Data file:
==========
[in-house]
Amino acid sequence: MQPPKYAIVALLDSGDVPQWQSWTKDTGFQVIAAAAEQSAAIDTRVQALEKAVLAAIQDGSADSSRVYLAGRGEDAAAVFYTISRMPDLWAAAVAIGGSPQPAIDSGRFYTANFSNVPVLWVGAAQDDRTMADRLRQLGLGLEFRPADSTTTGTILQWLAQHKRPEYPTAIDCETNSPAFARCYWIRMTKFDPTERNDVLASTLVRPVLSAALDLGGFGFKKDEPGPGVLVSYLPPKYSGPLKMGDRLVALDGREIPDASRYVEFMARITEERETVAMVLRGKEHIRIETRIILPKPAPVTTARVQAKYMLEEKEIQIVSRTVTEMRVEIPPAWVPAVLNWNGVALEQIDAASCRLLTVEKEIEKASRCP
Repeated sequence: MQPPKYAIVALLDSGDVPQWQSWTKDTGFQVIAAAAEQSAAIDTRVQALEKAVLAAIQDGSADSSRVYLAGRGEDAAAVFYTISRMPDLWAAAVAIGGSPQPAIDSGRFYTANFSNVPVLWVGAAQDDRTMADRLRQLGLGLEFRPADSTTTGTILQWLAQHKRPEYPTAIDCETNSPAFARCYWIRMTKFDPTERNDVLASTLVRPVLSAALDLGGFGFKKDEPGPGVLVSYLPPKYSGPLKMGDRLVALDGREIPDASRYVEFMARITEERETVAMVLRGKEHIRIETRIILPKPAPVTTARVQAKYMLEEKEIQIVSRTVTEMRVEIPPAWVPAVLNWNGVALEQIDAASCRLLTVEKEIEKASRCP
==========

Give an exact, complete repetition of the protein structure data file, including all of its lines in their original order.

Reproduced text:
[in-house]
Amino acid sequence: MQPPKYAIVALLDSGDVPQWQSWTKDTGFQVIAAAAEQSAAIDTRVQALEKAVLAAIQDGSADSSRVYLAGRGEDAAAVFYTISRMPDLWAAAVAIGGSPQPAIDSGRFYTANFSNVPVLWVGAAQDDRTMADRLRQLGLGLEFRPADSTTTGTILQWLAQHKRPEYPTAIDCETNSPAFARCYWIRMTKFDPTERNDVLASTLVRPVLSAALDLGGFGFKKDEPGPGVLVSYLPPKYSGPLKMGDRLVALDGREIPDASRYVEFMARITEERETVAMVLRGKEHIRIETRIILPKPAPVTTARVQAKYMLEEKEIQIVSRTVTEMRVEIPPAWVPAVLNWNGVALEQIDAASCRLLTVEKEIEKASRCP
Repeated sequence: MQPPKYAIVALLDSGDVPQWQSWTKDTGFQVIAAAAEQSAAIDTRVQALEKAVLAAIQDGSADSSRVYLAGRGEDAAAVFYTISRMPDLWAAAVAIGGSPQPAIDSGRFYTANFSNVPVLWVGAAQDDRTMADRLRQLGLGLEFRPADSTTTGTILQWLAQHKRPEYPTAIDCETNSPAFARCYWIRMTKFDPTERNDVLASTLVRPVLSAALDLGGFGFKKDEPGPGVLVSYLPPKYSGPLKMGDRLVALDGREIPDASRYVEFMARITEERETVAMVLRGKEHIRIETRIILPKPAPVTTARVQAKYMLEEKEIQIVSRTVTEMRVEIPPAWVPAVLNWNGVALEQIDAASCRLLTVEKEIEKASRCP